Berlin has one of those street newspapers. Motz. It’s a community project that lets the poor and the homeless make some money. The sellers get on the U-Bahn (the underground) and offer copies, €2 apiece. And almost nobody buys one.
It struck me recently, how strange that is. Here you have a homeless man, sober, drug-free, trying to make something of his life, doing what society expects him to do to get back on his feet. (At least judging by how often you hear people tell beggars to “Just get a job.”) And yet, no one wants to help out. €2. Just two euros. That’s nothing. That’s a bagel, a Snickers, a bottle of Coke, a pack of sliced ham or cheese.
Think of the contrast. A carriage full of well-dressed, well-off people. AirPods dangling from every pair of ears, the floor crowded with shopping bags from GAP, Zara, and Calvin Klein, people eating snacks—this was before mandatory masks—they bought a few stations earlier. Those snacks are ridiculously overpriced the world over. And yet everyone refuses to reward this man for his work, not even with a financial equivalent of a Mars bar.
You could say, well, maybe those people don’t read papers? But some did. They just didn’t want to read his paper.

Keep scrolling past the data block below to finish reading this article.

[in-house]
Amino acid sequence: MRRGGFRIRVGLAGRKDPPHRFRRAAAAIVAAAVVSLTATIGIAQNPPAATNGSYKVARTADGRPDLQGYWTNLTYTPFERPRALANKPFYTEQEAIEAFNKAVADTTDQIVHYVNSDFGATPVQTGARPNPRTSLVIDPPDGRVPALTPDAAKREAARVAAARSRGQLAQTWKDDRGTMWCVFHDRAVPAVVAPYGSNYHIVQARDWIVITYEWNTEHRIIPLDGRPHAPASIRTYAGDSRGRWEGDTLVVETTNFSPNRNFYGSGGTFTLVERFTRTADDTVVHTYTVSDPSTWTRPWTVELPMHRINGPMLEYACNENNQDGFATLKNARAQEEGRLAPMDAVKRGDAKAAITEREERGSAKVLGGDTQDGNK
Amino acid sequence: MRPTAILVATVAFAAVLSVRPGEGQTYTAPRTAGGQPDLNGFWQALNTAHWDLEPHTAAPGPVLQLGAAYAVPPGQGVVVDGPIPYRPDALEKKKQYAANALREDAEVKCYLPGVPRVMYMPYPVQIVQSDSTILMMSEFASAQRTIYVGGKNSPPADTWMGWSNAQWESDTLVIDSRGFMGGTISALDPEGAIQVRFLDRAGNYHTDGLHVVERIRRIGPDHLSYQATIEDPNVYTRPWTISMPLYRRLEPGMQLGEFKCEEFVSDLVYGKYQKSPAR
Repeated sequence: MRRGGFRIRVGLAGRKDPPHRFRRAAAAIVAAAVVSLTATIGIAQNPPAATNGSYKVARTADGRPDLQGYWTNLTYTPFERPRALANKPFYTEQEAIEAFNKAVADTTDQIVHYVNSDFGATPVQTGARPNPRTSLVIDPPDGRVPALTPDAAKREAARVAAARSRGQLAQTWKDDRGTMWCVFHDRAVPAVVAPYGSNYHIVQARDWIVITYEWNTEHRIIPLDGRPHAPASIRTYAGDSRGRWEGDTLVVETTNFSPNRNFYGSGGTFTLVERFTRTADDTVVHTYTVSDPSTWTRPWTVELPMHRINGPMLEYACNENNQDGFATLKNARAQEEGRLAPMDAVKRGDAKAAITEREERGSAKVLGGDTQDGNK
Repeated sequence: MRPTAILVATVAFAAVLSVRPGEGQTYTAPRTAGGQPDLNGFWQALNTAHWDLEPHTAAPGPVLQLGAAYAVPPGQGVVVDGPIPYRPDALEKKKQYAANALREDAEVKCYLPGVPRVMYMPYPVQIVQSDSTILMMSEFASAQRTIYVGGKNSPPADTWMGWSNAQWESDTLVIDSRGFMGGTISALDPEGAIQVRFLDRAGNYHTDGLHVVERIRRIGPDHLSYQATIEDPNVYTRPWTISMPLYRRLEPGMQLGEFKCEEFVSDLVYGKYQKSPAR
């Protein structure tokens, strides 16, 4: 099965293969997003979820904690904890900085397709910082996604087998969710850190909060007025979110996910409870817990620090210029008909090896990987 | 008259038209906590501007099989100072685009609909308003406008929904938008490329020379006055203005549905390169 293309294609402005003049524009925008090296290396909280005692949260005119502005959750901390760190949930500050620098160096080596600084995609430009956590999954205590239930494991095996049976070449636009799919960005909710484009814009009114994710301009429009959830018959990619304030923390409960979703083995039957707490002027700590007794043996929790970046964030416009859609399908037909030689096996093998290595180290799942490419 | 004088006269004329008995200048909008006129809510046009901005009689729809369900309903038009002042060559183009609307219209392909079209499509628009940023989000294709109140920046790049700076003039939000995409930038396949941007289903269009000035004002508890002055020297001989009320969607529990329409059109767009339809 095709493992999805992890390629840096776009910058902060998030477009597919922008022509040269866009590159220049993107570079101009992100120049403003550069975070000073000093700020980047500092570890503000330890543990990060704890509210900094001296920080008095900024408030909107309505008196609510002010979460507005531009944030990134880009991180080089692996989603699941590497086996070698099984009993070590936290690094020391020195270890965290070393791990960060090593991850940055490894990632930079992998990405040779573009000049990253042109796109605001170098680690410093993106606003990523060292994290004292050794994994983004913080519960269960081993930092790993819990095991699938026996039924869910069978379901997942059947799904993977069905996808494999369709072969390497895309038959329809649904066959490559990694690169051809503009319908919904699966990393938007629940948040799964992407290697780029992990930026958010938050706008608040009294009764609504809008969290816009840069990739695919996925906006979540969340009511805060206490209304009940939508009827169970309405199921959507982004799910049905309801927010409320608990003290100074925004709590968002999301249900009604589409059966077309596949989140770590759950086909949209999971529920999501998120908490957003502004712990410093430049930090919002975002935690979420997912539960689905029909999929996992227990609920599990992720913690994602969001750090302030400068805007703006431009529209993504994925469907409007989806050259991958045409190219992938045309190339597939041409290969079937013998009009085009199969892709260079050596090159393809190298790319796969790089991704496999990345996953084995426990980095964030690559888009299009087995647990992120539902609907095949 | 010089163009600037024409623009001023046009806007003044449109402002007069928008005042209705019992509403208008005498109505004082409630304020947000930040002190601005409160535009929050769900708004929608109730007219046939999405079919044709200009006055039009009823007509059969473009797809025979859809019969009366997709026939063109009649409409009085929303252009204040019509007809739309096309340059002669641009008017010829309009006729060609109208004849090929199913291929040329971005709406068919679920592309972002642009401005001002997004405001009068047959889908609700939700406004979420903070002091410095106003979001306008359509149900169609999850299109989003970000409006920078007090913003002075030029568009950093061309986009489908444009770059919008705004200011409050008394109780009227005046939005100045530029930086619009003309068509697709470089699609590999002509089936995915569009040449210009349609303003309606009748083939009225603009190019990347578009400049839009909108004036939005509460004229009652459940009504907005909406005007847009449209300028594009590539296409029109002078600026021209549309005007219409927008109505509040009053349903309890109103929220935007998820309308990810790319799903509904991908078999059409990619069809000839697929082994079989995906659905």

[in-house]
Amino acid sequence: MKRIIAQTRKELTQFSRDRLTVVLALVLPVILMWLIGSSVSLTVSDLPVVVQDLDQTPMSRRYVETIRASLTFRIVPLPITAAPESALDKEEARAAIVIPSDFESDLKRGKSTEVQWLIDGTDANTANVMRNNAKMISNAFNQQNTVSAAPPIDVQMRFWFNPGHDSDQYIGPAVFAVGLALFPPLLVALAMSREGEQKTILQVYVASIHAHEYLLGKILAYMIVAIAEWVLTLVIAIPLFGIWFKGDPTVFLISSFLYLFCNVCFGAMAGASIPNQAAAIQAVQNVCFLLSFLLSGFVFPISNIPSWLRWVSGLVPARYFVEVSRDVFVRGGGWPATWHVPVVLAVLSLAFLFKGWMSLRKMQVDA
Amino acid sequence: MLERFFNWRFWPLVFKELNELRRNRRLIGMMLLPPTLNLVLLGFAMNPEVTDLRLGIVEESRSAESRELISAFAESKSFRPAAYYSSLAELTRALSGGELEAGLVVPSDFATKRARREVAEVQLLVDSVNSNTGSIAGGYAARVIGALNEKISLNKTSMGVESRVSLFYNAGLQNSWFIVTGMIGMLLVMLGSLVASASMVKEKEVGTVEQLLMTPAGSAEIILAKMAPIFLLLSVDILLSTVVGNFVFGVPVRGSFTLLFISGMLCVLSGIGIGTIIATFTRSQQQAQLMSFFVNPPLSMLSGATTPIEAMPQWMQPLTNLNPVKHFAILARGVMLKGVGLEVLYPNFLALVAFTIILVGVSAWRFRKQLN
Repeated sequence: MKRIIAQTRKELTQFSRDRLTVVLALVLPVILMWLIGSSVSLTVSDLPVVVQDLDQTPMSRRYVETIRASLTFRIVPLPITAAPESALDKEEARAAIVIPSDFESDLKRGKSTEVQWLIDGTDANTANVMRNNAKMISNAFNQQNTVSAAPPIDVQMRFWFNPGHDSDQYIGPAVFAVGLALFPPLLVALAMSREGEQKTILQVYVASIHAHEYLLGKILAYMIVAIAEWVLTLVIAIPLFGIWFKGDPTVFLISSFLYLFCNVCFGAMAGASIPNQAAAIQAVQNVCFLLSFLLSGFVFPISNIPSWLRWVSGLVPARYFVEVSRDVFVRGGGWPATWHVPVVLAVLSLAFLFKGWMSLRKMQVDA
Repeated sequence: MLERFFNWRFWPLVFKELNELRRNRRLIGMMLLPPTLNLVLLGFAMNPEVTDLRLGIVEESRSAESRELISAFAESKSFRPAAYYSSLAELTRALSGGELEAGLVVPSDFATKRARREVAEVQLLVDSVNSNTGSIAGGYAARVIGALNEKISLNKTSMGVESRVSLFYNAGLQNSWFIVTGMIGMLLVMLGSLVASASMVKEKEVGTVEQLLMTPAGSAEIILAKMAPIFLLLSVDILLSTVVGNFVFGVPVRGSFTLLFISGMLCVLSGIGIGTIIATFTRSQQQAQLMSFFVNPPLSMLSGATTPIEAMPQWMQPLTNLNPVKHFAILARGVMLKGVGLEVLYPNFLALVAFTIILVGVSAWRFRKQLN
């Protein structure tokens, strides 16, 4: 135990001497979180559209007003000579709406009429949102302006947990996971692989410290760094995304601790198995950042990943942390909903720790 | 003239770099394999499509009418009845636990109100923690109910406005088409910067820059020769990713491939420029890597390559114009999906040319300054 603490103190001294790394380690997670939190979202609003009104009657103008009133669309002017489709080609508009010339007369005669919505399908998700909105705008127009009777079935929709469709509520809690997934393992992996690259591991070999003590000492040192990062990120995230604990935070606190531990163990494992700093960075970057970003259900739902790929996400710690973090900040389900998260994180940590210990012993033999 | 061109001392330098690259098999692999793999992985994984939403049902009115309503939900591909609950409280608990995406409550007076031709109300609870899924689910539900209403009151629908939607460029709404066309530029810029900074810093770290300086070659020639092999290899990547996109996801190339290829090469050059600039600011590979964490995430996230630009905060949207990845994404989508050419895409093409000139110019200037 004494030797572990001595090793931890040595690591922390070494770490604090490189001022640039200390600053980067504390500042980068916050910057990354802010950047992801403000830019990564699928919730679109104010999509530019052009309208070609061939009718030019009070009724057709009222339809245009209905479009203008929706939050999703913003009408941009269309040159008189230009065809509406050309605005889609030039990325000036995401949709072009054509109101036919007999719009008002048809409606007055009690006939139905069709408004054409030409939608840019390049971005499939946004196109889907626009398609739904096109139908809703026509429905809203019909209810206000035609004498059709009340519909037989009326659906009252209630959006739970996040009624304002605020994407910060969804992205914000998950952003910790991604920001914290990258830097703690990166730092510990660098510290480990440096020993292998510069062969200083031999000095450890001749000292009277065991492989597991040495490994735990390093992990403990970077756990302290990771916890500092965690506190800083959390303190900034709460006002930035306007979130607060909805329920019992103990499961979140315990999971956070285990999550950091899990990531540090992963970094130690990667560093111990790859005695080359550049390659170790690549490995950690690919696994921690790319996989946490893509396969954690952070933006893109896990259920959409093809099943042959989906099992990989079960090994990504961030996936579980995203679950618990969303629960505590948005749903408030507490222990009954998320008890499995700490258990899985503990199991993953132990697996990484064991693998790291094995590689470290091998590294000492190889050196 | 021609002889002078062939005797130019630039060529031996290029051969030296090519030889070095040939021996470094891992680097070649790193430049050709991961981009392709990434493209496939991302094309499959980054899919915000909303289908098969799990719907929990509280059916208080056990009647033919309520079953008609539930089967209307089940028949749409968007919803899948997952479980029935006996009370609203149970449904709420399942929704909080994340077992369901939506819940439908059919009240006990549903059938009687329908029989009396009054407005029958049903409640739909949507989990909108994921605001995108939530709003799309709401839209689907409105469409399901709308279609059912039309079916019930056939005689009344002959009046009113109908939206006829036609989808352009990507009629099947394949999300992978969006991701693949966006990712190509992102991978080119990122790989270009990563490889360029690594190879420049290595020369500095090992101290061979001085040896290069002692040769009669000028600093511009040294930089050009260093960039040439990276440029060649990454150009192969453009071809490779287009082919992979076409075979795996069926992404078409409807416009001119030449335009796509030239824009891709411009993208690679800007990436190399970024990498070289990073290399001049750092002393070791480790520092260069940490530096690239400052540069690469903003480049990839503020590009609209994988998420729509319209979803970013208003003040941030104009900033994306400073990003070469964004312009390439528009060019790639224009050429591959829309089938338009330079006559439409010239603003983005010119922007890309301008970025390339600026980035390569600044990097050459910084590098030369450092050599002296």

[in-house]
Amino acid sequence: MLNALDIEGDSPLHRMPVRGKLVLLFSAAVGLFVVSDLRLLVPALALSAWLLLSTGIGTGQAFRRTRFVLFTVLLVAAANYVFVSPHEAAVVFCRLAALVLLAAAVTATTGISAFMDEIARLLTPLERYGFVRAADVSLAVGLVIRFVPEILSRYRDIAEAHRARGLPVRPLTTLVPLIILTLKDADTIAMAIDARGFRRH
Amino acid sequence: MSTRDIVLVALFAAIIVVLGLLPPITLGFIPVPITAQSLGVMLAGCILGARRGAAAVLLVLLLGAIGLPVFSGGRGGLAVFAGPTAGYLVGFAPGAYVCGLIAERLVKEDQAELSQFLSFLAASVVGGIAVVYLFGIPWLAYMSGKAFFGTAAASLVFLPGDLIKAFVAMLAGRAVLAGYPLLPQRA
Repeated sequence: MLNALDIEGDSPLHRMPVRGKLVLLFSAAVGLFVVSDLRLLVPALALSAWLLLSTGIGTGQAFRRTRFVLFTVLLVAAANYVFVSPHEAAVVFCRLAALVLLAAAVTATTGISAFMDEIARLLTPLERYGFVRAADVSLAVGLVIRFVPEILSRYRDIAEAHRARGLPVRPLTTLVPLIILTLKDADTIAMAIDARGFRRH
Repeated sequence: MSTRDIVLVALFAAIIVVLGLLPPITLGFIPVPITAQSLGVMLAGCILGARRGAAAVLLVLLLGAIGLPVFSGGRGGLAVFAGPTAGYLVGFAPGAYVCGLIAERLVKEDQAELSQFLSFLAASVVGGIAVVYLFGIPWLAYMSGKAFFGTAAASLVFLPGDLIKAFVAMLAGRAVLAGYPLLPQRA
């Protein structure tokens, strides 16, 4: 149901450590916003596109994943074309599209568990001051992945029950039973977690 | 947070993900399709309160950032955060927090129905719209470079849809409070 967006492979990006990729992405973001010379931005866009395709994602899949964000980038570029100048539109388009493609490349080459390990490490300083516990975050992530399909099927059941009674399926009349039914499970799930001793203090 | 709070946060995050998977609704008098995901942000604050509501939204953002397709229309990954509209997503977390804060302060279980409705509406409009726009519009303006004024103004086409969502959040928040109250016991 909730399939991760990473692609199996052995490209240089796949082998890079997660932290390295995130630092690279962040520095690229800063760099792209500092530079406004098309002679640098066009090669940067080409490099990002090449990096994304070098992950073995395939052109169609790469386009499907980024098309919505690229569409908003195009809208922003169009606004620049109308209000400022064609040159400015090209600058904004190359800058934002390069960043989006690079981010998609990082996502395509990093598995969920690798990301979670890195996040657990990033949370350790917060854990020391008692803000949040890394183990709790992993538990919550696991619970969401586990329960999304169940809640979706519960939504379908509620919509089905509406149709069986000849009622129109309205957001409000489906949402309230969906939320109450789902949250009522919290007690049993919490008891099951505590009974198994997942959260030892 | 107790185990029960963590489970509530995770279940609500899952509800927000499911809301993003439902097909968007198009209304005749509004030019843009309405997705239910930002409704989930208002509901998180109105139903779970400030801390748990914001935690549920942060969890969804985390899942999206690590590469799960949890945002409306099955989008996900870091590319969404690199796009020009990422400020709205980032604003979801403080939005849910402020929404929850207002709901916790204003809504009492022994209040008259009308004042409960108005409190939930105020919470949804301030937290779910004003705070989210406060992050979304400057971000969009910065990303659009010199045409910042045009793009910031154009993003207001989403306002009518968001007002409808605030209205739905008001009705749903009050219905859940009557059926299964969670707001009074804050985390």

Now, don’t get me wrong. I don’t think anyone’s obliged to reward others for effort. But, considering the circumstances, and the just cause, it struck me how nothing happened. At all. Well, I bought the paper, always do, but no one else did.
Was it a problem with this man? Or his attempt to get out of poverty? Is the paper that bad? No, it has nothing to do with him, his work, or the quality of the newspaper.
The man’s problem, I realized, was his marketing. He tried to sell the right thing for the right reasons, but in the wrong place and to the wrong people. He was like many writers online, saying, “Here I made this. I poured my heart and soul into it. It cost me a lot of effort. Now someone reward me for it, please.” But almost no one does, of course. Only people who care for you. The world is brutal that way.
What does his street newspaper do for people on the U-Bahn? Nothing. They don’t know what it’s for. It’s not something they can eat, or drink, or wear, or play with. It’s a newspaper they were not considering buying until someone approached them about it. And when someone asks you, “Do you want this?” No is not even an answer; it’s a reflex.
Maybe if the man said, “My friends and I are trying to get out of poverty by hard work. We don’t beg but instead work on a newspaper. Would you like to check it out? It would mean a lot.” he would give people a reason to help him out.
“Do you want to buy this newspaper?” and “Would you like to help someone get out of poverty?” are two different questions.
This story stayed with me because, from time to time, I fall into the same trap. Most creatives do. We try to sell what no one wants.
Brutally speaking, the quality of the thing you’re making doesn’t matter. Your reason for making it for doesn’t matter either. What matters is when your work makes another person say, “Yes, I want that.”
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